The Most Common Types of Crooked Teeth
There are many different types of crooked teeth.
Bite issues, such as overbite or underbite, are categorized from mild to severe. Crossbites, open bites, and deep bites are additional types of bite problems.
Crowding, spacing, and protrusions also lead to crooked teeth.
A History of Misaligned or Crooked Teeth
Our jaws have evolved over time, becoming smaller as we eat more cooked foods and use utensils to divide food into bites. As our jaws have become smaller, our teeth have not changed much. This is why modern humans still have third molars, or wisdom teeth, for example.
Other problems are common due to our now smaller jaws, including misaligned teeth.
Genetics determine how much you will struggle with crooked or misaligned teeth throughout your life. Some people might never need braces or aligners, or they might not need them for long. Others may need to return to orthodontic treatment throughout their lives.
Different Types of Crooked Teeth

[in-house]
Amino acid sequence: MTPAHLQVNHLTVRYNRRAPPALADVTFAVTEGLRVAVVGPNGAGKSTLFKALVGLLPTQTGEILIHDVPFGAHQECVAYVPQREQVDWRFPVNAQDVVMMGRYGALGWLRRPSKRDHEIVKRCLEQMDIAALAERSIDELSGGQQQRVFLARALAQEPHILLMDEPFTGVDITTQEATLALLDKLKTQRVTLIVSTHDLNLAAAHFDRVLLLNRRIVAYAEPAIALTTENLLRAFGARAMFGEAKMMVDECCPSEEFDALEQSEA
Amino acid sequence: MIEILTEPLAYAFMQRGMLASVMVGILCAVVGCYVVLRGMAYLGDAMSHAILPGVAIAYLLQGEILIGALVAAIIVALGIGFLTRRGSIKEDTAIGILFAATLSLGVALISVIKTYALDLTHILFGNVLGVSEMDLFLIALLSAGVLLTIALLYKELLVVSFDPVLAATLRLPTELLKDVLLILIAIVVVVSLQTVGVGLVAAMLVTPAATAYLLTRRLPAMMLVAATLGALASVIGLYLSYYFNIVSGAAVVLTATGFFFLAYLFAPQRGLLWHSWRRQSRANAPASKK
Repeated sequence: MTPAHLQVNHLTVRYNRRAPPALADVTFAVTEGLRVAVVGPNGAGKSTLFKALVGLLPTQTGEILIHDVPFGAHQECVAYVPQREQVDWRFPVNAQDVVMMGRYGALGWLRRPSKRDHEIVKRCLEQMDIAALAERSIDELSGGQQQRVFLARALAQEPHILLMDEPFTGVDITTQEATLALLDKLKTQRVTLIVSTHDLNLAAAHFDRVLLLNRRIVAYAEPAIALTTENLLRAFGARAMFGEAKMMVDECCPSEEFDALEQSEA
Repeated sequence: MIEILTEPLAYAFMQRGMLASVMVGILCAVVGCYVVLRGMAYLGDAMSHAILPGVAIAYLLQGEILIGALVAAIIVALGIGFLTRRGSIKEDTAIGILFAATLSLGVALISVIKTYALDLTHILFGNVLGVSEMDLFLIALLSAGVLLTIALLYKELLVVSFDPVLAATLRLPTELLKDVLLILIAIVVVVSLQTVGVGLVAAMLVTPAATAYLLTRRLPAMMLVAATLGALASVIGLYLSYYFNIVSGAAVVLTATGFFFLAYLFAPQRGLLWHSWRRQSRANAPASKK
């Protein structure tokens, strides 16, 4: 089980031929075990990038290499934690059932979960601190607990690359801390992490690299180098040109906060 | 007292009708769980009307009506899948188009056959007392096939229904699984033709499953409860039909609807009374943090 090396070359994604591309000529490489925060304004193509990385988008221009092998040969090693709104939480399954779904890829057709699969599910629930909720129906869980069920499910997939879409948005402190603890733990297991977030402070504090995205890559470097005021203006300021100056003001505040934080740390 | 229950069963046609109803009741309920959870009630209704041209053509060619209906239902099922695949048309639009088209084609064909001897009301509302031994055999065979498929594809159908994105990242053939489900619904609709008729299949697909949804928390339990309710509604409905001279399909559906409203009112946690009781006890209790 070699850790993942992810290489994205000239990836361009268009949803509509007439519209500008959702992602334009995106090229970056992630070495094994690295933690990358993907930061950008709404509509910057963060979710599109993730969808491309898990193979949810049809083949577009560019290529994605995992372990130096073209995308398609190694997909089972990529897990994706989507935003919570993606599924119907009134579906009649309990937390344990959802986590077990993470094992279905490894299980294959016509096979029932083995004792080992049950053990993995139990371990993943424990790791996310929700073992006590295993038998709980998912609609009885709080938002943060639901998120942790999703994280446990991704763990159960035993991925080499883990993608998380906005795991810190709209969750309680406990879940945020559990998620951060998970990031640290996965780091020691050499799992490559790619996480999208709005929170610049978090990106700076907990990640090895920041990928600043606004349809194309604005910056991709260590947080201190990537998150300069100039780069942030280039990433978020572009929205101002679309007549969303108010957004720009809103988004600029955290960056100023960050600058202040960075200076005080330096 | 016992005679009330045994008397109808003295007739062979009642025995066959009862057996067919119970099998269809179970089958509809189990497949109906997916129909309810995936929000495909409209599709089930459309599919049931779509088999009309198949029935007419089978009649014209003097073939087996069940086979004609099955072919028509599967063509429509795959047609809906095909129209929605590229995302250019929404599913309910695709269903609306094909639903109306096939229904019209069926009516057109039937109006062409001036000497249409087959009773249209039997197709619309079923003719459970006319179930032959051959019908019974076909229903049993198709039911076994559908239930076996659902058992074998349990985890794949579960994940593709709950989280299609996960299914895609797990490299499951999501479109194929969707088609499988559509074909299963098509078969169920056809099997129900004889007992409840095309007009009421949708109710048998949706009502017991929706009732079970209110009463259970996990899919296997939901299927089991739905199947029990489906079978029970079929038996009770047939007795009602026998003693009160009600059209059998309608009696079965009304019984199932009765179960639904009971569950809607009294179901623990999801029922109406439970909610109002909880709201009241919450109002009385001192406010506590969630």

There are three basic types (classes) of malocclusion.
All three classes of malocclusion may feature the following:
Crowding: There is insufficient space in the jaw for all the teeth. This makes teeth harder to clean, increasing the risk of cavities and other oral hygiene issues.
Spacing: There is a lot of space between the teeth. Food can get stuck in open areas, which can lead to cavities and gum disease.
Tooth rotation: Some teeth are twisted or rotated.
Crossbite: This occurs when upper teeth fit inside lower teeth, so the lower jaw overlaps them. This can cause the jaw to shift to one side, making jaw pain more likely.
Open bite: Anterior open bites occur when the back teeth are together, but the front top and bottom teeth do not overlap. Posterior open bites occur when the front teeth meet but the back teeth do not. This can cause problems swallowing, tongue thrusting, and some speech problems, in extreme cases.
These are the three classes of crooked teeth (malocclusion):
This is the most common form of malocclusion and also the mildest. The bite (and usually, molar position) is normal, but the upper teeth slightly overlap the lower teeth.
The dental Dewey-Anderson classification system classifies Class 1 malocclusion into five categories:
Type 1: Overlapping teeth and crowding of front teeth
Type 2: Protruding incisor teeth with gaps or spacing
Type 3: Crossbite of front teeth
Type 4: Crossbite of back teeth
Type 5: Overcrowding of back teeth (lack of space)